31 Days of Wicked Watching [DAY 11]: Always Check Your Candy

This is a movie that is doubtful many have seen, but damn is it worth canonizing in the legacy that is horror greats. What starts as five narratives (spoiler) then evolves into one with complex characters that are fascinatingly built in a short period of time and a script that is both biting and brilliant at the same time. If you haven’t seen the 2007 film “Trick ‘r Treat,” then now is your time.

The pseudo-anthology film functions predominantly on tropes of myths, legends, fairy tales and folklore in accompaniment with horror rules and name actors, Anna Paquin being one in particular. And while the initial temporal qualities of the film may come across rather disjointed or queer, there is a thin thread that provides the viewer with a subtle hold on reality as you delve downward into the depths of the inner circles of hell.

For those who are strictly against the idea of horror harming children, then this film isn’t entirely for you. It preys very specifically on the title term and the traditional safety that comes with it. It utilizes the holiday of Halloween much differently from the film that bears its namesake. This film focuses on the iconography of the date and the various celebrations and rituals that emerge within it. It is utter brilliance.

Because of the distinct stories, the film never seems to drag on, but the length of each vignette of sorts never leaves you feeling it is too short. The pacing is near perfection. The costuming and set designs also couldn’t be more perfect. You are immersed within the world of suburbia with all its kindness, laughter and fun. You are immersed in a world that is quite possibly all-too-familiar to you. This is where Michael Dougherty lulls you into security. The intensity certainly comes in the internal turmoil you’ll feel, coupled with a jump scare or two for you.

I personally adore the cuteness that comes in the form of Sam, the image you see above on the movie poster. His impish like qualities and adoration for all that is good about All Hallow’s Eve give the movie and opportunity to call into question what we are celebrating and how we are celebrating it. Sam’s attachment to the ritualistic qualities of the holiday and his very strong love of candy can’t help but make you cringe at the smile that you’ll have upon his arrival. But, be warned, you’ll genuinely struggle with the smile as you’ll feel almost as if you’re facing an extreme test of conscious.

Another major selling point is the resurfacing of what I would say is a horror anthem, Marilyn Manson’s variation of “Sweet Dreams (Are Made of These).” The placement of the song, which is very lonely in a generally bare soundtrack, is a perfect shift in your viewing and it jams a shocking surprise sequence down your throat.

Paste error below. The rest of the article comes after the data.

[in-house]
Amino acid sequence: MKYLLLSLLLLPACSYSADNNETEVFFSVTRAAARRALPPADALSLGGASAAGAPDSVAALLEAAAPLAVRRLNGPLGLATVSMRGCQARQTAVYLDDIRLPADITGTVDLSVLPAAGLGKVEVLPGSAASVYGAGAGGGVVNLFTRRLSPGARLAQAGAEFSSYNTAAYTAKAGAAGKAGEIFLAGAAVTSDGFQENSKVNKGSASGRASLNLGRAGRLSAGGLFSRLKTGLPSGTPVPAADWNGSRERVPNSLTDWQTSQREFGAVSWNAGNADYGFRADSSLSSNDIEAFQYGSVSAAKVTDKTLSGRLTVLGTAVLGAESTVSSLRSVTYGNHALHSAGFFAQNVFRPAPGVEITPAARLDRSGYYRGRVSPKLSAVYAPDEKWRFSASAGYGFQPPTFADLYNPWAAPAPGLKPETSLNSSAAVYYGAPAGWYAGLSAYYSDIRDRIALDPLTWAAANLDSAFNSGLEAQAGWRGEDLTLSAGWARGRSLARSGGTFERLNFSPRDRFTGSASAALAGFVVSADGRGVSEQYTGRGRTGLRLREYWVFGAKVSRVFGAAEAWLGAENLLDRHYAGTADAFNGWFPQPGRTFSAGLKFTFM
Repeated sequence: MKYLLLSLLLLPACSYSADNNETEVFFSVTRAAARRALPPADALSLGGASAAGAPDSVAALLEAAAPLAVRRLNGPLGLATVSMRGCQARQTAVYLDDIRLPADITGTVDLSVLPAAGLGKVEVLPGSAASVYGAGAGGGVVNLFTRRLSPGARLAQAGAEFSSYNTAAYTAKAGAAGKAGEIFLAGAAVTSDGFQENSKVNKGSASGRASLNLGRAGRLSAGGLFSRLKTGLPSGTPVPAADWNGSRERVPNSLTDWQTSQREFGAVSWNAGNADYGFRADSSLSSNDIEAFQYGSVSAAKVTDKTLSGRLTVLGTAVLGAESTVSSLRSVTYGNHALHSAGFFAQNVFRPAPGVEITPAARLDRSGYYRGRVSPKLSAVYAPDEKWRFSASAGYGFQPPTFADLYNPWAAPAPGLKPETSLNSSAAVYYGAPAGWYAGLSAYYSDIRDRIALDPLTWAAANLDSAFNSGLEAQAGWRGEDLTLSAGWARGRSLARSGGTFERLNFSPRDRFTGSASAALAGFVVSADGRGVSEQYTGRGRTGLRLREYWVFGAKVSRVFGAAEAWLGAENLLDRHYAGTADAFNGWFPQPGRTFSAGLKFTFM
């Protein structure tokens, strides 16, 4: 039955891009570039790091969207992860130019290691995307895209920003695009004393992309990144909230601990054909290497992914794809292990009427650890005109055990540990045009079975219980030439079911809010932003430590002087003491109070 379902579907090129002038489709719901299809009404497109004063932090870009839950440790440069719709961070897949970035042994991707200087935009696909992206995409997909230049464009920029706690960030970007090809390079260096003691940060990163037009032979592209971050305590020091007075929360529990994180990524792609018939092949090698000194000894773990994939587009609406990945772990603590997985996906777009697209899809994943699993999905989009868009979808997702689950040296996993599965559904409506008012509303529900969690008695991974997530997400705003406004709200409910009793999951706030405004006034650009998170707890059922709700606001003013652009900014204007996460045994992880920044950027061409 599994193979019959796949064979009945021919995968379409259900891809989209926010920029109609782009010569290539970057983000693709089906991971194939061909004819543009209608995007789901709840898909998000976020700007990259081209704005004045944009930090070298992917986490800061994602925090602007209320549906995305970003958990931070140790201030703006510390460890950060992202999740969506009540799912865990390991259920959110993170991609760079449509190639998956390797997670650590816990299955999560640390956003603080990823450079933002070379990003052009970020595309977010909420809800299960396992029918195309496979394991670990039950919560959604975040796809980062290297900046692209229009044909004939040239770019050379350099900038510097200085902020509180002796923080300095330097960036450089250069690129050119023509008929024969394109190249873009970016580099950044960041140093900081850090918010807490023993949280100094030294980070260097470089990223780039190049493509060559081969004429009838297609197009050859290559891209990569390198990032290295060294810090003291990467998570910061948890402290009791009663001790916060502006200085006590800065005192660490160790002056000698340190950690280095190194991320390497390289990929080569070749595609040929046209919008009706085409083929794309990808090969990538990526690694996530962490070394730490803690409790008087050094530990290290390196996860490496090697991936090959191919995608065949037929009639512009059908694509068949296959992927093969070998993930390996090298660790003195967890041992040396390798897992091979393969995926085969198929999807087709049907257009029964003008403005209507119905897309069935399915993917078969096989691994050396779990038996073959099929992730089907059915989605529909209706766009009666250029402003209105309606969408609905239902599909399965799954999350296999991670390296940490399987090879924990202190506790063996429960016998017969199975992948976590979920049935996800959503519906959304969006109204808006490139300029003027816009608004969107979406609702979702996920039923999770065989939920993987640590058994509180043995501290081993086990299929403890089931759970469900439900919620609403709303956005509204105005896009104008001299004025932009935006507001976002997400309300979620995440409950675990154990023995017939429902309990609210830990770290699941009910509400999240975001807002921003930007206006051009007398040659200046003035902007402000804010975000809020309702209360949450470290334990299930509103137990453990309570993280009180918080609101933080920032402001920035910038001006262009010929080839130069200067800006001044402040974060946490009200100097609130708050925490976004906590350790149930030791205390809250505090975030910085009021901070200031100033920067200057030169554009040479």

Enjoy with a big sucker or a bag of candy. It’ll be worth it.

Make sure that you have a jack o’lantern lit outside as you go to sleep. It’s the only way to keep the spirits at bay.

Published by Patrick R. Johnson

Patrick is a Ph.D. student and graduate instructor in the SJMC. He comes from nearly a decade of teaching high school journalism and English, and an adjunct professor of journalism and media studies at Marquette University (where he received both his bachelor's and master's degrees). He is a former Dow Jones Distinguished National Journalism Teacher of the Year. His research interests include the intersection of news literacy, journalism ethics, journalism studies, and professional boundary work. He also focuses his attention on issues of deviance within the media industry, particularly as it relates to issues of sex and issues resulting in paradigm repair. Patrick is also deeply passionate about teaching and the role of journalism schools in the professionalization of their students. He focuses a lot of his thinking on mass communication and journalism pedagogy and identifying ways for journalism courses to be both rewarding in content and enriching in skill. He currently teaches Journalistic Reporting and Writing in the SJMC and taught a number of courses at Marquette, including Media Ethics, Visual Communication, Magazine Design and Production, Digital Journalism 1-3, Strategic Communication Writing, and the Journalism Capstone course for the department. His work in curriculum, instruction, and educational leadership includes serving as the Journalism Education Association’s Mentor Program Chair, designing curriculum to accompany Pulitzer Prize winning content for the Milwaukee Journal-Sentinel, reviewing the Praxis national journalism certification exam, and developing a number of courses at the high school and collegiate levels. Patrick served as a 2021 Public Humanities Intern through the Obermann Center where he worked specifically with University Special Collections to develop public-facing exhibits and curriculum materials related to the Tom Brokaw Collection.

Leave a Reply

Fill in your details below or click an icon to log in:

WordPress.com Logo

You are commenting using your WordPress.com account. Log Out /  Change )

Google photo

You are commenting using your Google account. Log Out /  Change )

Twitter picture

You are commenting using your Twitter account. Log Out /  Change )

Facebook photo

You are commenting using your Facebook account. Log Out /  Change )

Connecting to %s

%d bloggers like this: